By Sola Omoniyi, Lagos
The Federal Government has said that the ongoing restructuring of the N-Power programme will bring about the employment of five million young Nigerians in five years.
This was made known in a press statement in Abuja, on Sunday, signed by the N-Power National Programme Manager, Dr. Akindele Egbuwalo.
He appealed to Nigerians to understand the rationale behind the temporal suspension of the N-Power programme and the subsequent restructuring it is undergoing, saying the federal government was working to restore confidence in the programme.
Giving a further glimpse into what a restructured N-Power would look like, the National Programme Manager disclosed that it will accommodate some new programmes, in Education, Health, Works, Agriculture, Technology, fashion, entertainment and other relevant areas of skill acquisition and employability.
According to Dr Egbuwalo, “This restructuring and transformation will also birth an expanded programme to reach beneficiaries aged 18-40 (the previous age limit was 35).
‘We are targeting 5 million beneficiaries in 5 years at a pace of 1 million per year under the graduate and non-graduate stream.
“To earn the confidence of Nigerians in the expanded programme, transparency and accountability will be the benchmark. It shall no longer be business as usual as we make concerted efforts to put the nation on the right footing, ensuring that no one directly or indirectly unleashes suffering on Nigerians.”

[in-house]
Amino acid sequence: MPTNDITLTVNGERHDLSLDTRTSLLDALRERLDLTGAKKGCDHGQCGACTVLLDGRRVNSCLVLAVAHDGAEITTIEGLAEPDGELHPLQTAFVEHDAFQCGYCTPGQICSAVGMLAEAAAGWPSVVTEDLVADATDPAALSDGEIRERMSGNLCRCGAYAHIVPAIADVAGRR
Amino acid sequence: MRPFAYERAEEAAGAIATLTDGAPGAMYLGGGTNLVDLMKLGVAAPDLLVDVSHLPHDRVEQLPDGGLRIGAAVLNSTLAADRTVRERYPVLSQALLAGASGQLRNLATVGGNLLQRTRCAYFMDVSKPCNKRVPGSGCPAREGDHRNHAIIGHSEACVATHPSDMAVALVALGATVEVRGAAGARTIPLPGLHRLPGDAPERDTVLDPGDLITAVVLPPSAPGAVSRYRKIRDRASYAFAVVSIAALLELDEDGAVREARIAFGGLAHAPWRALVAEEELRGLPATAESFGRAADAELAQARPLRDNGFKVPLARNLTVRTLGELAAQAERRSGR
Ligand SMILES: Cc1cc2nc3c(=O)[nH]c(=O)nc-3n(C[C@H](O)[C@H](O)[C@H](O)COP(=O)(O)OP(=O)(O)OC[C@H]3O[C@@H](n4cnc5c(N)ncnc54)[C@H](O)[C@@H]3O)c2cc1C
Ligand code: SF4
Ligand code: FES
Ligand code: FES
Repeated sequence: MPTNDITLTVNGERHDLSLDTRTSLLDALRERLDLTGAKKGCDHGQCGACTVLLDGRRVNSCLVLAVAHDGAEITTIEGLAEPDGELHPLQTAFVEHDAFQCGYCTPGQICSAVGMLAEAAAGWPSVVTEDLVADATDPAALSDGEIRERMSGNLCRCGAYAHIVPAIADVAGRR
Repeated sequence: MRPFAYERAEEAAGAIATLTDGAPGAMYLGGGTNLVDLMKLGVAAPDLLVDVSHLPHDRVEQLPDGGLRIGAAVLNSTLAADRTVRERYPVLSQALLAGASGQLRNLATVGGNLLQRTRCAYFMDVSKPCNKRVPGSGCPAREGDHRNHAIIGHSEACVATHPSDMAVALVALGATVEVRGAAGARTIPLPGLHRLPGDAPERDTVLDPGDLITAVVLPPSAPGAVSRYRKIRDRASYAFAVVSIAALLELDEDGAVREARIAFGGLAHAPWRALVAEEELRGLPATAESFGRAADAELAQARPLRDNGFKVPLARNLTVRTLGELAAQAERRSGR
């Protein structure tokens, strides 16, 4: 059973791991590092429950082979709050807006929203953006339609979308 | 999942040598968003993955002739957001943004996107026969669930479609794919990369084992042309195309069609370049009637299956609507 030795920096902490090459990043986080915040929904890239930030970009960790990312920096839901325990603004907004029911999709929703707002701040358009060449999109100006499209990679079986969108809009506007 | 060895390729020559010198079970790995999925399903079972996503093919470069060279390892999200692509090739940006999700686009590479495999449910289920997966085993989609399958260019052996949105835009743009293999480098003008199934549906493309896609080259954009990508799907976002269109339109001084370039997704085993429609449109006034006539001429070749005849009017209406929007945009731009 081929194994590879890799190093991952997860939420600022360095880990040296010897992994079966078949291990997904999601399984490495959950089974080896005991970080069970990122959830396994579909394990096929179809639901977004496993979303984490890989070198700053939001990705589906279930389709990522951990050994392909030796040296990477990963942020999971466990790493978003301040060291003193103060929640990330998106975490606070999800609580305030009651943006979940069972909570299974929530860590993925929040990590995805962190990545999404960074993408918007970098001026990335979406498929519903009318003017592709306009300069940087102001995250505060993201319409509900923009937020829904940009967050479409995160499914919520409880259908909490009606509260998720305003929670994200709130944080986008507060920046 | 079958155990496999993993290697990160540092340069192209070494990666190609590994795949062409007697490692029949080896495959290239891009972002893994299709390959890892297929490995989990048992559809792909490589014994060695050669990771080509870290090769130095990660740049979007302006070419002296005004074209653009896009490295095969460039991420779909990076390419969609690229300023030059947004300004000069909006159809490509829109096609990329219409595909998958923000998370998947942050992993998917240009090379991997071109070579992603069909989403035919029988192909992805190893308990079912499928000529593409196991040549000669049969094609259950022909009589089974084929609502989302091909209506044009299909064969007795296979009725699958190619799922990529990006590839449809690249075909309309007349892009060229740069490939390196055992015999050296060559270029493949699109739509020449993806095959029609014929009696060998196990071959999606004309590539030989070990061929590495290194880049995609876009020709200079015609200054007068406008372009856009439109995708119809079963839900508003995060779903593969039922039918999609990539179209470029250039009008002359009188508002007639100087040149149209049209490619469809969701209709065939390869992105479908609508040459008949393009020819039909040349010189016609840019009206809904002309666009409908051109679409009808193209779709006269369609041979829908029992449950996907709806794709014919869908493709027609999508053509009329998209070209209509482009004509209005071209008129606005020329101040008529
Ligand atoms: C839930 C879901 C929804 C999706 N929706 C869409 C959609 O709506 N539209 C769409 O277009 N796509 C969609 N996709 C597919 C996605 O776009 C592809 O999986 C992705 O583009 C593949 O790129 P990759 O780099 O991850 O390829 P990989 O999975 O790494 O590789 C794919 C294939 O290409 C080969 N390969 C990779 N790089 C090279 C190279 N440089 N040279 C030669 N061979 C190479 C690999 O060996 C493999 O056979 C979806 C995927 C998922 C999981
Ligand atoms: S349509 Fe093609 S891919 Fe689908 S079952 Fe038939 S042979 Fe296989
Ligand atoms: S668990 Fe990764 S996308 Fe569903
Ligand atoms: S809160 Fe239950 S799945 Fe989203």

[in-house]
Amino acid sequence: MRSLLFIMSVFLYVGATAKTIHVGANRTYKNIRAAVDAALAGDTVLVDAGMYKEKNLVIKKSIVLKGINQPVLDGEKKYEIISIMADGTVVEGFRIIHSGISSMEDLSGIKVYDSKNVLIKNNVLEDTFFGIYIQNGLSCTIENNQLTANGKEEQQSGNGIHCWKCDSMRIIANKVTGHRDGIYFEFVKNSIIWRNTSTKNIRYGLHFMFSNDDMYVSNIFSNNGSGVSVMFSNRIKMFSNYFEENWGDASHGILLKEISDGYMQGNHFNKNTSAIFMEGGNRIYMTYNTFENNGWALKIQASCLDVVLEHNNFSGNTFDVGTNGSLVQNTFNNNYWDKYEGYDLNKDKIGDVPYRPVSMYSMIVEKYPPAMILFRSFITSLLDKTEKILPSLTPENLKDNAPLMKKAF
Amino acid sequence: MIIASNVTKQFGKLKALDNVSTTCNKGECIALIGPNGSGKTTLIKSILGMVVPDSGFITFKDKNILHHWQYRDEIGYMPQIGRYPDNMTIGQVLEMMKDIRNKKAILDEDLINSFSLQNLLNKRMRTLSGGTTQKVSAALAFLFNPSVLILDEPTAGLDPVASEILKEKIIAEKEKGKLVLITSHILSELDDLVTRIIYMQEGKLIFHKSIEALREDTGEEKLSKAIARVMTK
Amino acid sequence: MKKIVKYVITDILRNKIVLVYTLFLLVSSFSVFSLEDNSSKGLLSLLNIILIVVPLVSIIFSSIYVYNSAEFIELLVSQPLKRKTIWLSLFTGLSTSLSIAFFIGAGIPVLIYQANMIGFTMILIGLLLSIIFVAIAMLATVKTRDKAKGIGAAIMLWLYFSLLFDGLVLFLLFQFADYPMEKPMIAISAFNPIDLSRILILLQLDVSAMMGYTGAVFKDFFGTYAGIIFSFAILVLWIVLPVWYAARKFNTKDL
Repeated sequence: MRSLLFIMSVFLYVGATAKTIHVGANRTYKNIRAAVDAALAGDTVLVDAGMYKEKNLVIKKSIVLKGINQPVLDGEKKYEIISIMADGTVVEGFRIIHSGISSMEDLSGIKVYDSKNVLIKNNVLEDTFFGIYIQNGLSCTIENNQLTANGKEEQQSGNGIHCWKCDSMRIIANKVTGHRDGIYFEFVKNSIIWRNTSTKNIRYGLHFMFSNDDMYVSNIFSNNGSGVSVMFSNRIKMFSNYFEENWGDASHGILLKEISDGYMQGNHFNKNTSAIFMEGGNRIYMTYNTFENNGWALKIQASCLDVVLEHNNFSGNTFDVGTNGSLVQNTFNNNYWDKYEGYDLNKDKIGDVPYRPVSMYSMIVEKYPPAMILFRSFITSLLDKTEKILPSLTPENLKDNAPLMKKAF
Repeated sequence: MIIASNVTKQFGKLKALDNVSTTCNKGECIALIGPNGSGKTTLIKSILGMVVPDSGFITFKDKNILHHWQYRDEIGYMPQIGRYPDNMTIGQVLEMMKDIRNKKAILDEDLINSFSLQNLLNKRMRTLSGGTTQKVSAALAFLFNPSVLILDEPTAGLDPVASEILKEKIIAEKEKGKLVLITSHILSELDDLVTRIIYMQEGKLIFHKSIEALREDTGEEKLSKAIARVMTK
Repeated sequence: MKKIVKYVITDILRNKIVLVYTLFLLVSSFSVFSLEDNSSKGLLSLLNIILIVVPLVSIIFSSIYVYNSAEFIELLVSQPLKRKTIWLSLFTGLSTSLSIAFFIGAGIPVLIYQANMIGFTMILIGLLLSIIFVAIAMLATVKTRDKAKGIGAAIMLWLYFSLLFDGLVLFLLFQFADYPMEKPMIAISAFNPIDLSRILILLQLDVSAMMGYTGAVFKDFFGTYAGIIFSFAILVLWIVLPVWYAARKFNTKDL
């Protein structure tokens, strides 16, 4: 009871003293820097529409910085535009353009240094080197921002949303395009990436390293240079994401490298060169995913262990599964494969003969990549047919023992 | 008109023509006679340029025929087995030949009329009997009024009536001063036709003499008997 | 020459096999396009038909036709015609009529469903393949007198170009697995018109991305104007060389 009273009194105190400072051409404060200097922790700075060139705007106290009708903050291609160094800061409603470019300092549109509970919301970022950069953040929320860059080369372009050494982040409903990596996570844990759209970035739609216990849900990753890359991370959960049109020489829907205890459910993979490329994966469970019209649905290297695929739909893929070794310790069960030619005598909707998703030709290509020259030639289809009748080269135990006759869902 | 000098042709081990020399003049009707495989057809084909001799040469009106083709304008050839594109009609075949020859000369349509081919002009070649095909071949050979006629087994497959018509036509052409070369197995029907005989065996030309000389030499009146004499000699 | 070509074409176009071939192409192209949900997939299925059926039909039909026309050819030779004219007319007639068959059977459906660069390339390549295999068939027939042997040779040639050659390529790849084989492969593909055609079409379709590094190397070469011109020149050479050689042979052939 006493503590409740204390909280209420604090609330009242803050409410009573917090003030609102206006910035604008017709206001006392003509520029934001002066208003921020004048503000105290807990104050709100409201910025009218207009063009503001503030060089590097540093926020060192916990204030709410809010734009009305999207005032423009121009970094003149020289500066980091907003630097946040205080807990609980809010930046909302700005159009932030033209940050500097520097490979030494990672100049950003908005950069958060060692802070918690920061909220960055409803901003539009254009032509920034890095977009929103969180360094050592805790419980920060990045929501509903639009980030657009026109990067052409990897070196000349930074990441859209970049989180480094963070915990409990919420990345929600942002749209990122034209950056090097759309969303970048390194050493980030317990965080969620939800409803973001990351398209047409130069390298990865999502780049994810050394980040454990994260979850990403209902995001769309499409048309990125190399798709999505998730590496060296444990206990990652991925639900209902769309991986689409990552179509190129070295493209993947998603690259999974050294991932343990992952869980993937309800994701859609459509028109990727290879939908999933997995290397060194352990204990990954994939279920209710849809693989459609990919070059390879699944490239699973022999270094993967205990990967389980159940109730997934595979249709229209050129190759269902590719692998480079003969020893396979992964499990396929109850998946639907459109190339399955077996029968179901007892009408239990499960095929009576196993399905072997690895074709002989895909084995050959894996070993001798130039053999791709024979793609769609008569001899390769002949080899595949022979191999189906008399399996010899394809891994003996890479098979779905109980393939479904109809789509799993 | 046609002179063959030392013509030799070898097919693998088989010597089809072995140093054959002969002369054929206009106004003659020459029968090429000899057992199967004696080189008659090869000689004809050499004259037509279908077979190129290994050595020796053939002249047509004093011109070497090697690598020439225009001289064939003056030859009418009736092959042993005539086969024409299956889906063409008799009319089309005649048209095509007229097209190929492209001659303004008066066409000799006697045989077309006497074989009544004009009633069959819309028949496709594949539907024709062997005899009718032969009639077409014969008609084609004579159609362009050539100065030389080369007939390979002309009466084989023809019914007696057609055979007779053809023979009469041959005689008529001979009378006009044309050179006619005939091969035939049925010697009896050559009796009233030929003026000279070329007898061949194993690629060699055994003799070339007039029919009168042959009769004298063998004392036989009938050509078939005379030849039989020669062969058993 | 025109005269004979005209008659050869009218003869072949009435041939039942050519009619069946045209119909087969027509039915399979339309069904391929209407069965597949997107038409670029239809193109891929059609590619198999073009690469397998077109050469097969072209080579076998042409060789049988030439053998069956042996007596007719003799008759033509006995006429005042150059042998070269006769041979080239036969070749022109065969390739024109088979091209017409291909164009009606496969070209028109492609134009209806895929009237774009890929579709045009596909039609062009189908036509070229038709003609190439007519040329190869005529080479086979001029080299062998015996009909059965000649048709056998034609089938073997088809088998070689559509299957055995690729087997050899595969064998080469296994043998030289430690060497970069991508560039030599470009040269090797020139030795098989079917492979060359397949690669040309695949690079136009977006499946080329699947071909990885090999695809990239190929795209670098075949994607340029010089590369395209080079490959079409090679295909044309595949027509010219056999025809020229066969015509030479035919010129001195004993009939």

Dr Egbuwalo explained that suspension of the Programme became imperative following the discovery of sharp practices and to also give room for a detailed investigation into its operations in the last twelve months.
“There is a need to audit the number of people in the programme, those who have exited the programme, those who are being owed, whether they reported to work or not and how funds have been utilised over this period.
“Recently, we discovered instances of programme beneficiaries whose participation has lapsed since 2022 but have remained on and continue to expect payments from the government. In addition, some beneficiaries must honour their obligation to the programme. They do not report to their places of primary assignments as required but still receive monthly payments.
“These instances have made the need for a thorough audit imperative, as we also look into claims of those being owed for up to eight to nine months stipends to ascertain the veracity of their claims,” he added.
He assured all beneficiaries with genuine claims that the federal government will not owe anybody as it will resolve all cases and honour all valid outstanding obligations once the verification exercise is completed.